Portugal is a small southern European country on the Iberian Peninsula. It receives over one million visitors a year, with the beaches of the Portuguese Riviera and Algarve being particularly popular tourist destinations. The pastel hued buildings of Lisbon continue to attract crowds, and expats in particular choose to reside there.Portugal has seen a steady influx of expatriates, who choose to live and work there for its attractive cost of living, excellent cuisine and fine wines. You can enjoy a similar lifestyle to that in neighbouring Spain, with things tending to unfold at a slower, calmer pace.
In cities such as Lisbon and Porto, it can be fairly easy to find an apartment to rent long-term. However, it can be an increasingly difficult task in areas that are densely populated with short-term holiday homes, such as Algarve. The cost of rent in Portugal is considered quite cheap, as is the general cost of living, but this often coincides with a lower wage. Locals tend to spend a third, or even up to a half, of their salary on rent.
Most long-term rentals in the cities are available unfurnished (sem mobilia). The monthly rent is usually agreed between the landlord and the tenant, and reviews are allowed annually. There is also a cap on rental increases. Your landlord must notify you of any proposed increases at least 30 days before implementing them. More often than not, the monthly rent in Portugal does not include utilities.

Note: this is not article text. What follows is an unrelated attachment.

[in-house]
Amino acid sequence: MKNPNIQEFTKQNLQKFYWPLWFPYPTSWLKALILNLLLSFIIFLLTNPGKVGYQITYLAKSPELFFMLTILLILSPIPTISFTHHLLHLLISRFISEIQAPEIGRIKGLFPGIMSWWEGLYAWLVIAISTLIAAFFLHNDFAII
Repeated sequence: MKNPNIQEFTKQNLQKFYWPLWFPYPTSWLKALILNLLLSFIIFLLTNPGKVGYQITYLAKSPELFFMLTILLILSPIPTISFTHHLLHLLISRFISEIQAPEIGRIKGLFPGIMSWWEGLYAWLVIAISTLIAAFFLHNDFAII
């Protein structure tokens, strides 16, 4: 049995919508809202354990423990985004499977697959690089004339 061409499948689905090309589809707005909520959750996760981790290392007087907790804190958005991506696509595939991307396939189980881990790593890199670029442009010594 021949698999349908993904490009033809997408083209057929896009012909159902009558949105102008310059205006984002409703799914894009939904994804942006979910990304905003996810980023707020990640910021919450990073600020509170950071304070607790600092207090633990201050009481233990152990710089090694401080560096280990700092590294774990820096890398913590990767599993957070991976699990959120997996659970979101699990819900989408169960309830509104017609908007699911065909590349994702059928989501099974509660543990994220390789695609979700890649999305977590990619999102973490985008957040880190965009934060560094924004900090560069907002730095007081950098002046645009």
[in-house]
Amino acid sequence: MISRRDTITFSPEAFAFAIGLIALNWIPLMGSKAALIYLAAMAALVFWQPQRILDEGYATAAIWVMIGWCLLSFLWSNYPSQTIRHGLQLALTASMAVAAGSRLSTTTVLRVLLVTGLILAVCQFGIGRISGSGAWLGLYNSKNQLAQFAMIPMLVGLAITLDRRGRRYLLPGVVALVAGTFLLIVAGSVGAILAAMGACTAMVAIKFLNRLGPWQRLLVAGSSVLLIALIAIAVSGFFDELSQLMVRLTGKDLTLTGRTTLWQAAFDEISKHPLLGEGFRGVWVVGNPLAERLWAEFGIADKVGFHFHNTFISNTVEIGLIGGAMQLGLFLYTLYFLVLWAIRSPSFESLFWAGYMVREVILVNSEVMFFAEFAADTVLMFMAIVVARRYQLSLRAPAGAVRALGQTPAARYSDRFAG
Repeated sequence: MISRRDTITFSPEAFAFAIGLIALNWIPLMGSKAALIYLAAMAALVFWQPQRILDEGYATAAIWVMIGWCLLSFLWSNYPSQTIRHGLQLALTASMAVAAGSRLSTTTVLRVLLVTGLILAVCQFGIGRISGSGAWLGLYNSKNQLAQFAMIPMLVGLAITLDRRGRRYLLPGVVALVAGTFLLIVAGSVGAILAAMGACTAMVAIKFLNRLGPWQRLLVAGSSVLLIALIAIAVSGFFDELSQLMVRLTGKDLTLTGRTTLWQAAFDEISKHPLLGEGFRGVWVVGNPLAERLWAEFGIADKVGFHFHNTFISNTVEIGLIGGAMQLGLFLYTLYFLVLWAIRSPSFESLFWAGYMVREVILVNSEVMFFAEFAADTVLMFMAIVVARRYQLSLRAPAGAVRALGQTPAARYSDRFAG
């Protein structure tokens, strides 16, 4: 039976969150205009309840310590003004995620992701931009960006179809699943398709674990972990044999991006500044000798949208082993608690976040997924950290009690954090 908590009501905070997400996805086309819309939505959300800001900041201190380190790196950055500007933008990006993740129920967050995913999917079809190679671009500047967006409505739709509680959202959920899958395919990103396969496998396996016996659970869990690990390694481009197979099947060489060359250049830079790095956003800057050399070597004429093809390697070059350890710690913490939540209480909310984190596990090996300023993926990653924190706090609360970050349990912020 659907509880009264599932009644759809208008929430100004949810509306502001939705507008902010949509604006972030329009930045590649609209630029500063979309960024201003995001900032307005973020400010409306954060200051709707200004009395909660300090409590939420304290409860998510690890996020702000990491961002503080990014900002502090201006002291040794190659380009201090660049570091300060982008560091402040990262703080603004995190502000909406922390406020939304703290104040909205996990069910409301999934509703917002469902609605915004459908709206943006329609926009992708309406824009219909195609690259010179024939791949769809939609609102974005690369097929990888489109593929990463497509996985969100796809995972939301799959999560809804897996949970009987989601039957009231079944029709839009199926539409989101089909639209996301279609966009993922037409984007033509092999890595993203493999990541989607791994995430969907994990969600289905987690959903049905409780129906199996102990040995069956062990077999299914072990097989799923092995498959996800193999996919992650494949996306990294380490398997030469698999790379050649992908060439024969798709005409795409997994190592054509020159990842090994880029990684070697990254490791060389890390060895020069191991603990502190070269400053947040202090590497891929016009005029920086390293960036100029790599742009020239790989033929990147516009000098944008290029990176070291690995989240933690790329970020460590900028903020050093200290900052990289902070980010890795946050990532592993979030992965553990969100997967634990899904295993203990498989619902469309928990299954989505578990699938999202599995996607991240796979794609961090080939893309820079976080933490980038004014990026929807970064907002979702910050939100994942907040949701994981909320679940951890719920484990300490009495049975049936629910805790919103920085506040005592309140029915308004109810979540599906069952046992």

You will need to sign a tenancy agreement (contrato de arrendamento) in order to rent a property. You will also need to have a Portuguese fiscal number (Numero fiscal de contribuinte). You may find the whole process quite informal, especially if you are renting a room, so do not be surprised if your landlord has no interest in references or credit checks (although it won’t hurt to have the information ready, just in case).
It is not uncommon for the landlord to ask for a deposit, which can be as much as two months’ rent. It is worth noting that, unlike in many other European countries, there is not a set scheme for managing rental deposits. This means that landlords can hold the deposit themselves for the duration of the tenancy. If you are uncomfortable with this, see whether you can arrange with your landlord to place the deposit in an escrow account, which can’t be touched by either party during the tenancy. You should also make sure that you both sign a tenancy contract, which should detail the deposit paid, the terms of agreement, the amount due in rent, etc.
Quite often, properties are advertised locally by landlords. You can also find properties by using rental agents (like Chavetejo). Additionally, there are a few property portals that people use in Portugal to find rentals, such as:
The cost of monthly rent can differ significantly across Portugal. For example, in Lisbon, you may pay €500 per month for a small studio flat and up to €2,000 per month for a family-sized apartment. According to data statistic website Numbeo, the average rental price for a one-bedroom apartment in a central city location is around €642.64. An apartment of the same size but a bit further out costs nearer to €472.09. A three-bedroom place in the city costs an average of €1,141.61, but its suburban counterpart only costs around €790.42.